Forty-two works by various composers
Manuscript n° 2372 in the Bibliothèque
Sainte-Geneviève in Paris The manuscript that lies at the heart of this recording was compiled by a certain Père Pingré (1711-1796). The volume as a whole contains not only the forty-two works by various composers mentioned above but also works for organ by François d’Agincourt. The forty-two works by various and generally unknown composers are here recorded complete.
The Formentelli organ in the former Lemmens Institute in Leuven, now the Leuven University - College of Arts, Lemmens campus. Jozef Joris, the former director of the Lemmens Institute, had already convinced those around him of the need for an inspiring and style-oriented diversity of organs at the Institute towards the end of the 1970s, well before the launch of grandiose and prestigious European projects for the re-evaluation of historical organs. Originally the only organ available there for the training of organists was the Crutchley/Klais concert organ in the chapel of the Institute. Then there came a new Middle-German baroque organ built by Marcussen in 1978, followed by a more Flemish-Brabant Loncke organ, an authentic pneumatic organ by Pierre Schyven from a seminary in Mechelen, and finally an Italian Ragone organ from 1843.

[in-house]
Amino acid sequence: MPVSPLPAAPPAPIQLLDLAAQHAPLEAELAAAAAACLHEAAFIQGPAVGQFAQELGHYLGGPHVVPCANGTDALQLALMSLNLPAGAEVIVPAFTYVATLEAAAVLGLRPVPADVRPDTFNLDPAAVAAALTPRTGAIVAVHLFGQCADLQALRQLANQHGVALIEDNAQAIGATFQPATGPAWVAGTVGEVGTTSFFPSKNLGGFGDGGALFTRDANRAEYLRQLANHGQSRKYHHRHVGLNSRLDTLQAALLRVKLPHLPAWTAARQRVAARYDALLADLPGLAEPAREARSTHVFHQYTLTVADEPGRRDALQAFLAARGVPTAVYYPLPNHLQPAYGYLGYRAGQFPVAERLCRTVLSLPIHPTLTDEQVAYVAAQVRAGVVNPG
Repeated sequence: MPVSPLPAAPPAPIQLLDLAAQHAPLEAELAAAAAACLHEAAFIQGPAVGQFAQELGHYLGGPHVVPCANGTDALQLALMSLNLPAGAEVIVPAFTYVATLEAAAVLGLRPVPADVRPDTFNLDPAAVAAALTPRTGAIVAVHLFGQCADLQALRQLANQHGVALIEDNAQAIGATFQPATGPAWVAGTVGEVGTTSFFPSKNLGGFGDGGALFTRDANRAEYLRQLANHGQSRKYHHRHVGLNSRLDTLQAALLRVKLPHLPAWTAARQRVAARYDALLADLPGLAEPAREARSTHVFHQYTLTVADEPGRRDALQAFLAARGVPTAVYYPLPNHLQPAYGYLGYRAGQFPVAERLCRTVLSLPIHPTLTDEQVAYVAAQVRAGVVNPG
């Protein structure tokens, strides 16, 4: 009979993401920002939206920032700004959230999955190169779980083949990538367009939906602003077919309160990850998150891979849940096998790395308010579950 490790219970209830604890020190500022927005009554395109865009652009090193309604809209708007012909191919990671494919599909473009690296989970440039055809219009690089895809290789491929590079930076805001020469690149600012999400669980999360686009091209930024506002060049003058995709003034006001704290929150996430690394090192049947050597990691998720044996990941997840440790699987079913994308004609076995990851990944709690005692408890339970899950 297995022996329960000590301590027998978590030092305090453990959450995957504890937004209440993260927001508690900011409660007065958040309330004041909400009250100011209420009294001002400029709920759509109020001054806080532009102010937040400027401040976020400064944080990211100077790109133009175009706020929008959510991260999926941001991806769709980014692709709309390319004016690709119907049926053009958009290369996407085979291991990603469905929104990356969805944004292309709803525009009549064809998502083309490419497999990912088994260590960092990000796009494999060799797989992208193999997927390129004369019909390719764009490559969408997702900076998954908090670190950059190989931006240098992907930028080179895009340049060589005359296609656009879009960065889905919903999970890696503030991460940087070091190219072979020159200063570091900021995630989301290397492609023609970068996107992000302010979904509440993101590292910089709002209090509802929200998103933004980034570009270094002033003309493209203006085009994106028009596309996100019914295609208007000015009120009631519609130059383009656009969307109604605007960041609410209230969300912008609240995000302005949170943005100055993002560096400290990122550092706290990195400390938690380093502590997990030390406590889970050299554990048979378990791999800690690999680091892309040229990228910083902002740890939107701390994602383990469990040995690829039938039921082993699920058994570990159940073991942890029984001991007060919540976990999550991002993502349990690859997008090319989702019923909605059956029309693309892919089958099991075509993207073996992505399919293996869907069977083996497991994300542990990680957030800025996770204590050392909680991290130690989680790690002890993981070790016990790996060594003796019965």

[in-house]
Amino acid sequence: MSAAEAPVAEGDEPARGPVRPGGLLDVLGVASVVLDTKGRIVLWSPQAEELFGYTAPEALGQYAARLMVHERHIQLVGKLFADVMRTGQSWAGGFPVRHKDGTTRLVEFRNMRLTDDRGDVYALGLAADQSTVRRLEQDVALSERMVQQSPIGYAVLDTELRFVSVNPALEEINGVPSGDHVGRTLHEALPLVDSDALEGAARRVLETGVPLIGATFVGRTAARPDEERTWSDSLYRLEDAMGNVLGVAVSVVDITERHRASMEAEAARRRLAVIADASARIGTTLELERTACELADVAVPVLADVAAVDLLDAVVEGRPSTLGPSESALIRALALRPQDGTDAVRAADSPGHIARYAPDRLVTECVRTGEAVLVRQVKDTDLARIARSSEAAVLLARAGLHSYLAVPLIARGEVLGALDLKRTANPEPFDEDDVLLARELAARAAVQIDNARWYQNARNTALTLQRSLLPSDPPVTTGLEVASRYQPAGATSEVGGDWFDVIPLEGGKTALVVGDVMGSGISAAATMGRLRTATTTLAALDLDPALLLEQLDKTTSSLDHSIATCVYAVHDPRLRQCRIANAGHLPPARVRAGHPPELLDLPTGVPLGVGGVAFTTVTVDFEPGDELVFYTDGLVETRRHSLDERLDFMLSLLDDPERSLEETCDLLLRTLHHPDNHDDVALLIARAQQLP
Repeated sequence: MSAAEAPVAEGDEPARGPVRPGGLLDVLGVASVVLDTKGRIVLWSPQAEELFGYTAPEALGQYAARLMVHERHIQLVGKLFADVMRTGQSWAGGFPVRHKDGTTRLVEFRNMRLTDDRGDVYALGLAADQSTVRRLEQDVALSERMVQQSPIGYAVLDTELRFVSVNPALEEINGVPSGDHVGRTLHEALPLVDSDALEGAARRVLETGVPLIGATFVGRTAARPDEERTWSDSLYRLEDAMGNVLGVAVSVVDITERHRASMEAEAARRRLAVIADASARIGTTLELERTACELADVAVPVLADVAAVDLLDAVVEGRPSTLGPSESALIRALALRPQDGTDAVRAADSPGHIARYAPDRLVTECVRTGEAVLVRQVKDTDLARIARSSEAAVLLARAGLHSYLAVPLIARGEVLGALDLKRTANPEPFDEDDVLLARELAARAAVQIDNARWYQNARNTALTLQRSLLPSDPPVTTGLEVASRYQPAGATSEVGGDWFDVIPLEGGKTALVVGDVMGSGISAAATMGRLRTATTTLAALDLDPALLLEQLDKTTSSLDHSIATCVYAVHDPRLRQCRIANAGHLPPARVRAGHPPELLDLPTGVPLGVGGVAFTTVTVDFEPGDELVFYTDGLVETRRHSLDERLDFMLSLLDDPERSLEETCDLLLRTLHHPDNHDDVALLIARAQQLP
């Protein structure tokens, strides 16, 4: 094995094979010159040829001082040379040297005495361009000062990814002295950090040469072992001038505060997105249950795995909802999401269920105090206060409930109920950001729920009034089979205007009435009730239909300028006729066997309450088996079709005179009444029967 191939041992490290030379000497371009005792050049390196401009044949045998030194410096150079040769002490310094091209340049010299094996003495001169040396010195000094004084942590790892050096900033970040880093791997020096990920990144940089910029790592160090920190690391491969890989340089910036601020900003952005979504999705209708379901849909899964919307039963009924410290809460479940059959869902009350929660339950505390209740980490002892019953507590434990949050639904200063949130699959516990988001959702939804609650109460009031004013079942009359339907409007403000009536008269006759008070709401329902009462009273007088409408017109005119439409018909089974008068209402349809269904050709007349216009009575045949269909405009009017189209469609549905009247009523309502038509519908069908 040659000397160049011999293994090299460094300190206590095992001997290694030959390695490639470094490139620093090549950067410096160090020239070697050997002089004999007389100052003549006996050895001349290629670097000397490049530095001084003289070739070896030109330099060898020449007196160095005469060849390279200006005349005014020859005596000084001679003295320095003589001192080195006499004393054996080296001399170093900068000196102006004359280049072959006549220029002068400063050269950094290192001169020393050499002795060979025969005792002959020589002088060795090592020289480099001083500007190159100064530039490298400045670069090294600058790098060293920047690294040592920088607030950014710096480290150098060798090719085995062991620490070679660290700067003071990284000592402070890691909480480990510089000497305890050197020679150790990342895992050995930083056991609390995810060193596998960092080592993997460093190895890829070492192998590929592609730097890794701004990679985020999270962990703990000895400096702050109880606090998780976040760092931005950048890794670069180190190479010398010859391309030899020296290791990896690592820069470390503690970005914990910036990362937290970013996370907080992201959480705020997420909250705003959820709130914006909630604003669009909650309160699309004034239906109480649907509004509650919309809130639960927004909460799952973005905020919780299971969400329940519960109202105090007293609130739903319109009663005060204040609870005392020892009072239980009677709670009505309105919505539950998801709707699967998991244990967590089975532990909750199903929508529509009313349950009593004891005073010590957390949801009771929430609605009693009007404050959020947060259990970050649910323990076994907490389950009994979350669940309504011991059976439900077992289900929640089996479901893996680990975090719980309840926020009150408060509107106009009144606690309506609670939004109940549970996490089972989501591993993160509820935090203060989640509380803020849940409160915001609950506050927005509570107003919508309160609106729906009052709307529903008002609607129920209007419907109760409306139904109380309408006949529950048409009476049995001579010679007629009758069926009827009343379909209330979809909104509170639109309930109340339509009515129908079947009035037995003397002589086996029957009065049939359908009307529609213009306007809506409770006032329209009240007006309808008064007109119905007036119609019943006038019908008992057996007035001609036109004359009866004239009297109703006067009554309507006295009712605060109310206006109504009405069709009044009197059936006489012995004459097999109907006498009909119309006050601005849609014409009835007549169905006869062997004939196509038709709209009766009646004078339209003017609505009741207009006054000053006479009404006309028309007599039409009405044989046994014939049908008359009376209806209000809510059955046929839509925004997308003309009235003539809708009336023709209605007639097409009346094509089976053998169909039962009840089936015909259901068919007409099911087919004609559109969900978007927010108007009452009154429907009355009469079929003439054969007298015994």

Luc Ponet was born in Hasselt and studied at the Lemmens Institute (Leuven University College of Arts) in Leuven and at the Hochschule für Musik und Darstellende Kunst in Vienna. He was professor of organ at the Lemmens Institute from 1982 to 2000. He was appointed an inspector for musical training for the Flemish community of Belgium in 2000, since when he has been a guest lecturer at the Lemmens Institute.